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Blue Microphones Reactor

Review Blue Microphones Reactor

Large diaphragm condenser microphone from Blue Microphones belonging to the Multi-pattern series

Public price: $499 incl. VAT
Written test
Blue Microphones Reactor Review Reactor's Studio

The launch of the Spark, which we had the opportunity to review here, generated a lot of excitement. But Blue Microphones shows no intention of stopping there and has introduced a new microphone with a quite... different look?! Reactor enriches the product range of the US brand while staying faithful to the philosophy of offering affordable, but original products. Let's dig into the details.

How Does it Sound?

Blue Microphones Reactor

Amb Drums Reactor
  • Amb Drums Reactor00:12
  • Amb Drums U8700:12
  • Acoustic Reactor00:20
  • Acoustic U8700:20
  • Electric Guitar Reactor00:22
  • Electric Guitar U8700:22
  • Voice Reactor00:25
  • Voice U8700:25


Blue Microphones ReactorI find the Reactor does a quite good job in all four examples. There’s no doubt it’s a modern mic with high output level and emphasized highs. Regarding the preamp, we kept the same gain setting for both mics in order to show their different output level. In the mono drum-ambiance sample, the Reactor emphasizes the overall brightness of the drum kit. The cymbals clearly cut through, as does the attack of the toms, giving quite a lot of presence and attack to the overall sound. The sound is bright rather than sharp, although that depends on the cymbals… It would have been interesting to try out a couple of Reactor as overheads. However, I fear that the weight of the microphone makes it difficult to put it on a stand and place it in the right position…

Blue Microphones ReactorAs for the acoustic guitar, we got a consistent result with tight low-frequencies, especially good for strumming. On the other hand, the brightness of the sound can become problematic with electric guitars, especially during mixdown, since it provides them an aggressive character, particularly to rock guitars. For this task, I prefer the U87, although the latter is really not my favorite choice for electric guitar miking… But then again, it’s all a matter of taste.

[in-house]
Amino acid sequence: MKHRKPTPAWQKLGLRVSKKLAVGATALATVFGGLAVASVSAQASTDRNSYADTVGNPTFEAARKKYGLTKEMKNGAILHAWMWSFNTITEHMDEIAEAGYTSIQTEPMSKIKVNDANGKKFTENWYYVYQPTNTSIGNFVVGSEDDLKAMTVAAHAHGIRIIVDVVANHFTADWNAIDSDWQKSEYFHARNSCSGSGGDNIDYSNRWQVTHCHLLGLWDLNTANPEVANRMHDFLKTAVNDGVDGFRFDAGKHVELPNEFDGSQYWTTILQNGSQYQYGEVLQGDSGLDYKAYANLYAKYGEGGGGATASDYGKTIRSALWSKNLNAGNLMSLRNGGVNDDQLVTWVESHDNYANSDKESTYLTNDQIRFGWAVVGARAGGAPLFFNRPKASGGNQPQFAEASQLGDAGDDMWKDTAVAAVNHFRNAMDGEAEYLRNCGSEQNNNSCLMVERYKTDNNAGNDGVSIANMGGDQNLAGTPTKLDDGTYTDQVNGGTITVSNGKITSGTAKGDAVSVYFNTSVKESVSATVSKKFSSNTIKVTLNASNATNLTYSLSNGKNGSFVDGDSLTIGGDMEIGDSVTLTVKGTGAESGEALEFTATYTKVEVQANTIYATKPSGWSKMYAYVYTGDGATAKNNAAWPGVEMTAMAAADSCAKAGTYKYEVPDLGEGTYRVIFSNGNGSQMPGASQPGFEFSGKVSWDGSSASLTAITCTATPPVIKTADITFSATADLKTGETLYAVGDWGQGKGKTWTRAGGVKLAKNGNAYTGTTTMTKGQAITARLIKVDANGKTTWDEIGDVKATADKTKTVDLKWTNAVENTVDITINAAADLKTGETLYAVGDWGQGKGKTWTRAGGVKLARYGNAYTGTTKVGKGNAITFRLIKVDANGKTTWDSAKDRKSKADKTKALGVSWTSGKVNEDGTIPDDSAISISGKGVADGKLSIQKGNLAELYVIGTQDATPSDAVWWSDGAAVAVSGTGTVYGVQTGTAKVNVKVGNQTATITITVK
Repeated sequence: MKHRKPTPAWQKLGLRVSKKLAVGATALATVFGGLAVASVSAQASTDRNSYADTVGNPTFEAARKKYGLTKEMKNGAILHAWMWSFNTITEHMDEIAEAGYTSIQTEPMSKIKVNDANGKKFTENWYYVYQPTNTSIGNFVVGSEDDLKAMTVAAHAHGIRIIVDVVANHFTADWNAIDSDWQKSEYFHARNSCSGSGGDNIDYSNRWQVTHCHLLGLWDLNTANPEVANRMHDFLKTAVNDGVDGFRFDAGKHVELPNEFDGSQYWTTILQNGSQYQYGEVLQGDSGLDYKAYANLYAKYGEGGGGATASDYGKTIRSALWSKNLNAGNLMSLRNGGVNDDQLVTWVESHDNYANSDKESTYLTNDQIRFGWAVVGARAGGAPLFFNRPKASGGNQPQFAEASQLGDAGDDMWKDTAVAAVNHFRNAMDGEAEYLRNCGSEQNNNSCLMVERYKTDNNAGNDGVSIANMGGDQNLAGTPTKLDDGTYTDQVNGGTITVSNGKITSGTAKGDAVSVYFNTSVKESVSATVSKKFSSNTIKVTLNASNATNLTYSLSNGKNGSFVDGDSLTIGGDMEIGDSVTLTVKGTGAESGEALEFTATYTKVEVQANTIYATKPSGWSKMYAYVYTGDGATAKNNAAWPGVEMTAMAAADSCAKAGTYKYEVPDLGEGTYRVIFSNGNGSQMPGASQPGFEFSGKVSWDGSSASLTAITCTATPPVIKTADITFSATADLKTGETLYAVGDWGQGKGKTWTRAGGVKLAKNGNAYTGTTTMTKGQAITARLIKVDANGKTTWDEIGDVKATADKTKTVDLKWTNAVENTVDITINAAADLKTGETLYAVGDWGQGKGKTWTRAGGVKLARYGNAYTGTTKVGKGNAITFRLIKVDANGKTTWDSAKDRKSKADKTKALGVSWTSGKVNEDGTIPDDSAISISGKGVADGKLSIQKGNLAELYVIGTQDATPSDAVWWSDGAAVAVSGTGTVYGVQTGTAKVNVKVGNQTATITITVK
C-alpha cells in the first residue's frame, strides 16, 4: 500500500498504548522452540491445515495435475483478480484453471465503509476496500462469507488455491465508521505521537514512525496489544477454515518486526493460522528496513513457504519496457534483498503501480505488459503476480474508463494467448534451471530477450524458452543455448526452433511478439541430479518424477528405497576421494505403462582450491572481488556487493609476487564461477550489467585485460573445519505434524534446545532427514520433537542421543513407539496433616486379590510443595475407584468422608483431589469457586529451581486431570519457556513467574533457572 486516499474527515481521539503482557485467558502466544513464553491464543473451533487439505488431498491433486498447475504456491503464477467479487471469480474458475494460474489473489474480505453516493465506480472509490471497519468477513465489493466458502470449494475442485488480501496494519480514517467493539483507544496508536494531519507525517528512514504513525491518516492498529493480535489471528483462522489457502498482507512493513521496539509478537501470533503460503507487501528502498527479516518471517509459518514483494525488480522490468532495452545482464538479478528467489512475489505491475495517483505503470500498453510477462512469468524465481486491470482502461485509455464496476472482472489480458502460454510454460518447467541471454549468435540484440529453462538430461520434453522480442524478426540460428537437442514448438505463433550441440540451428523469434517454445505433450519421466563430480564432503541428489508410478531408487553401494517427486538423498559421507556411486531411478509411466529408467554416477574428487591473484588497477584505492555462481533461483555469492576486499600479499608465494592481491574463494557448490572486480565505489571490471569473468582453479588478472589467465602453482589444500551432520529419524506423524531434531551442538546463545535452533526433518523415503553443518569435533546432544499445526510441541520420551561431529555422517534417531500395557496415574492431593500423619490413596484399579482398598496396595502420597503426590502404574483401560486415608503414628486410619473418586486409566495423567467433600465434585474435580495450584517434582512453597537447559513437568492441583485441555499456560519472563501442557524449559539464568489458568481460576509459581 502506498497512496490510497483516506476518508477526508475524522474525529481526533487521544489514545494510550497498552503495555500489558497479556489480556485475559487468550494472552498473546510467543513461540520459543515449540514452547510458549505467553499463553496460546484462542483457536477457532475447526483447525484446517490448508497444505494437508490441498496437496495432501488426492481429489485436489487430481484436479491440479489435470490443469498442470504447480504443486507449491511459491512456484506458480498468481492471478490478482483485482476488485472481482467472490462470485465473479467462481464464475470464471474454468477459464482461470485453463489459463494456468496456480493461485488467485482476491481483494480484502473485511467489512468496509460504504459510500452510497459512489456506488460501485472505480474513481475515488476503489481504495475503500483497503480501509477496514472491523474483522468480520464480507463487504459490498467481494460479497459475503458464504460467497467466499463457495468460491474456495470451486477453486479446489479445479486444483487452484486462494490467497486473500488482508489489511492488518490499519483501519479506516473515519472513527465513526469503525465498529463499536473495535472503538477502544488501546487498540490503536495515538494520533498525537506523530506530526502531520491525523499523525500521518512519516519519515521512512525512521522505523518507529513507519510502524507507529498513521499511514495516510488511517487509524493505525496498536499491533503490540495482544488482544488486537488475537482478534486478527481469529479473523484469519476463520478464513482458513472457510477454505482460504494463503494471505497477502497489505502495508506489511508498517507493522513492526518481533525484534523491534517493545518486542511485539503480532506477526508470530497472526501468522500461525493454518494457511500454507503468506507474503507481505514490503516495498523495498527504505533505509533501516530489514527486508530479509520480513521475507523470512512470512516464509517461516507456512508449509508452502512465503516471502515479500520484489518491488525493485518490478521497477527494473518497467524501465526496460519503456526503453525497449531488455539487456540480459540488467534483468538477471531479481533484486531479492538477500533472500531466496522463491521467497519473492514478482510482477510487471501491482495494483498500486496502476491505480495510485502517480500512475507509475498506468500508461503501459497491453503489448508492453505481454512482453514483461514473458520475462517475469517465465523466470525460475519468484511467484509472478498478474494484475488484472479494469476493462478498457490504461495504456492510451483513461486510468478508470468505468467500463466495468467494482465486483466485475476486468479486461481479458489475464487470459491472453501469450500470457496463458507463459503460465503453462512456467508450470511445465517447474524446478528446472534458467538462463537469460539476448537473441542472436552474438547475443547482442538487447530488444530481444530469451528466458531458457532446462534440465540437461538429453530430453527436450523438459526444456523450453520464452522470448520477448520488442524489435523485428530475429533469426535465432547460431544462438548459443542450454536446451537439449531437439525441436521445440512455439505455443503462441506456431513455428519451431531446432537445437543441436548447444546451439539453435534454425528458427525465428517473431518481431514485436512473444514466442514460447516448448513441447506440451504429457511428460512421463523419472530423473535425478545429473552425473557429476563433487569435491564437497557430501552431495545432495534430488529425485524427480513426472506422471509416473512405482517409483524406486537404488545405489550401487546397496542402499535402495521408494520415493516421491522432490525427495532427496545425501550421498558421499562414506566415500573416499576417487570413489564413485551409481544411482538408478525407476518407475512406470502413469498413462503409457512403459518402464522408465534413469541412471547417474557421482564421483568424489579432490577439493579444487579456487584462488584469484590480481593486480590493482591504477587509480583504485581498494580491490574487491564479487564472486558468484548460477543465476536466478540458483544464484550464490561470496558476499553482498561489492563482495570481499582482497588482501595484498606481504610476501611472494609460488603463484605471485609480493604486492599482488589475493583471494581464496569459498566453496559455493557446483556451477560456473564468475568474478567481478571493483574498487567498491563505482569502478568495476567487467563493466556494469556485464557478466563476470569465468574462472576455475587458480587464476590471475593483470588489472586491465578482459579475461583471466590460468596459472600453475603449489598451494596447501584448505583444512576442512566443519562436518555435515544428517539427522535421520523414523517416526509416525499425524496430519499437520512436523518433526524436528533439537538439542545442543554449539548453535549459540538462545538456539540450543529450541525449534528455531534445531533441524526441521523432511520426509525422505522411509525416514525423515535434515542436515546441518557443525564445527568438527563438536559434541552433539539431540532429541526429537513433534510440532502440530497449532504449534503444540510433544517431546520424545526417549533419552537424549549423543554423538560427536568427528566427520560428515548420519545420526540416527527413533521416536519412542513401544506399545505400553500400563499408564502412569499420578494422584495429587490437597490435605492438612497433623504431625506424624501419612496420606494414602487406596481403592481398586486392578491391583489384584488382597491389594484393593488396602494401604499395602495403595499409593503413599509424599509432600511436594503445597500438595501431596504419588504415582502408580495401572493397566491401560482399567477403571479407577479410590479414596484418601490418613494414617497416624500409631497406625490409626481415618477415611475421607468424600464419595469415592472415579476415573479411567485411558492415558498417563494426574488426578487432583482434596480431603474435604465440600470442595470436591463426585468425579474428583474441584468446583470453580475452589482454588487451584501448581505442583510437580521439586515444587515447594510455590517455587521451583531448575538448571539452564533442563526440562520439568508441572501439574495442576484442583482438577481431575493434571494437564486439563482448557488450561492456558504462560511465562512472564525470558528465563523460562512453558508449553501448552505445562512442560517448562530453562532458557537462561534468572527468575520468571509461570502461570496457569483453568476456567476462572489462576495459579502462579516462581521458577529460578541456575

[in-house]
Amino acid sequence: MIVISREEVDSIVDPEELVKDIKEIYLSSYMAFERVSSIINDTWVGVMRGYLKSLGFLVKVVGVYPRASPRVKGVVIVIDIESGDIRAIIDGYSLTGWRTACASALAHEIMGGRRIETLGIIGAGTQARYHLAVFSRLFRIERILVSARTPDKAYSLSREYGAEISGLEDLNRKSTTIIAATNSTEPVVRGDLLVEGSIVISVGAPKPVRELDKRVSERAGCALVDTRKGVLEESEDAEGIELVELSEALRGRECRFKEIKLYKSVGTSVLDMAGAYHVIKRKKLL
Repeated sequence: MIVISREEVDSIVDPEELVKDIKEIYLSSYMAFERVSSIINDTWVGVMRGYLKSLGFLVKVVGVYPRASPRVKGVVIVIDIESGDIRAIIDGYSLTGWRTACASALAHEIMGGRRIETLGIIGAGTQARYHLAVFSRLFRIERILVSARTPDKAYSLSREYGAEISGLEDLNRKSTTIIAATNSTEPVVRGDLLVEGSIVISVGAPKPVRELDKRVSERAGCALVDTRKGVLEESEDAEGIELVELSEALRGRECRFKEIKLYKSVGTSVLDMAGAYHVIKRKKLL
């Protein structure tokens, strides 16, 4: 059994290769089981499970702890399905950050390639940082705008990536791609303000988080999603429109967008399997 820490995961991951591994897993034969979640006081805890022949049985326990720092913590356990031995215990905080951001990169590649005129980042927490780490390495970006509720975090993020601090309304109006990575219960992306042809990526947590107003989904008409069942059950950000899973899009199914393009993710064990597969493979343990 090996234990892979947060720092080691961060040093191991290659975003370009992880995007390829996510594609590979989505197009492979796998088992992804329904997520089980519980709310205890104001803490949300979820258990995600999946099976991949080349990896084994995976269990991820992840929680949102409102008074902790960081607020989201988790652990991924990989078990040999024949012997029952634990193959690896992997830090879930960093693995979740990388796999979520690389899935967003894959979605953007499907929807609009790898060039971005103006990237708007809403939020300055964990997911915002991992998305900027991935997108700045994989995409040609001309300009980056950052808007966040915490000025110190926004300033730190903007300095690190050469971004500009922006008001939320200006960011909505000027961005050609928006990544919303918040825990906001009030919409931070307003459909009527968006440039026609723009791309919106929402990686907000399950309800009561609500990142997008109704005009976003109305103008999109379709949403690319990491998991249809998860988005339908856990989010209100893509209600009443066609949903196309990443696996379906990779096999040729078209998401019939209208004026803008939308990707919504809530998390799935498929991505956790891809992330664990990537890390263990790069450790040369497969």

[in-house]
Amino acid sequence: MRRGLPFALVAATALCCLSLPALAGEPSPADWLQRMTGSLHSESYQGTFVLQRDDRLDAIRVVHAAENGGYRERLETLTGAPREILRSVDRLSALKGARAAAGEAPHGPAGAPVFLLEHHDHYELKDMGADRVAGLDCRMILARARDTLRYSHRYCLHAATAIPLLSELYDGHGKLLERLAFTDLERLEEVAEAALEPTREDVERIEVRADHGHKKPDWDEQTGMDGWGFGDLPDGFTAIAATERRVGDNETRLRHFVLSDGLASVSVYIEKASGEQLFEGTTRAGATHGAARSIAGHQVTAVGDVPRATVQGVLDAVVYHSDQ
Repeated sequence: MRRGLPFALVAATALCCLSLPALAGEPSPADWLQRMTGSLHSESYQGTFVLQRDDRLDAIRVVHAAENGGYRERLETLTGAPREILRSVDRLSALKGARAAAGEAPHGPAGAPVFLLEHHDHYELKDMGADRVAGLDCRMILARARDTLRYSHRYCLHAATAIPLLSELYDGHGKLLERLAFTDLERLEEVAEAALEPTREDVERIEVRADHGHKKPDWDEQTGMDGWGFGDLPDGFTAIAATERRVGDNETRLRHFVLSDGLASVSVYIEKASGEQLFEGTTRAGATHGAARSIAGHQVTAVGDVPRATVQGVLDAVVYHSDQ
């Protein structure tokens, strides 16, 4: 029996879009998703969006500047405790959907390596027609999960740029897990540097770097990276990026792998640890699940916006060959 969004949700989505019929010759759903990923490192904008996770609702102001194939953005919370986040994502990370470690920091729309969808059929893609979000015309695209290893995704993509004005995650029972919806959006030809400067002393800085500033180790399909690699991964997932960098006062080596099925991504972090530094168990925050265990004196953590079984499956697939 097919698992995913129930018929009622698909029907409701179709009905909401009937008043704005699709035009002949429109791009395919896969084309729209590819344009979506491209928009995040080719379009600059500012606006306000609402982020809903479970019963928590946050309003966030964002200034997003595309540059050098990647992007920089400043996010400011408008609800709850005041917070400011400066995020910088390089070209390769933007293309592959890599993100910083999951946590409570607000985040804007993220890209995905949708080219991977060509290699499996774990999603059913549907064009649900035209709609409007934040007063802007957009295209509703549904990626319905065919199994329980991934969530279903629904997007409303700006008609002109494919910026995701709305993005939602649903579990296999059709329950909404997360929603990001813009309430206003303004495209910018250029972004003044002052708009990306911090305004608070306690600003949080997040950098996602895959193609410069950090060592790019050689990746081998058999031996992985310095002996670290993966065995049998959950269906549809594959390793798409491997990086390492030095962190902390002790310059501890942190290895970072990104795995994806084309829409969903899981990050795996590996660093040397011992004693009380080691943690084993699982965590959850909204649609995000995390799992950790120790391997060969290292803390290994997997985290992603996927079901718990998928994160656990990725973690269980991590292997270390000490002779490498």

The sound source that benefits the most from the frequency response of the Reactor is the human voice. With this mic, vocals sit seamlessly in the mix. Vocals are Reactor’s favorite and the results clearly show it. This mic ought to match most human voices except for some very sibilant female ones. But once again, it’s all a matter of taste! I personally don’t really like the current “trend” of most modern microphones where the frequency response has a boost around 10kHz… Even today’s ribbon microphones are becoming brighter(!!) — in what world are we living?

Download the sound files here: flac format 


Blue Microphones ups the ante when it comes to originality with this characterful microphone. The Reactor is bright both in terms of look and sound, and it will serve a wide range of recording applications. The microphone gives good results with many sound sources. However, do note that you have to use it with a sturdy stand if you want to place it in strange positions, in spite of its 90° swiveling head. Nevertheless, with this small rocket, you get Blue’s very good engineering and manufacturing quality for just $500.

Thanks to Red Led for his legendary guitar playing and to Marc Upson (Upson Studio) for letting us use his facilities… and for his patience. Red Led appears courtesy of LeftWing Beard&Glasses Publishing

  • Look?! (it's all a matter of taste)
  • Sound
  • Manufacturing quality
  • Weight?!
  • No pad... With such a high output level, a pad would be really helpful!

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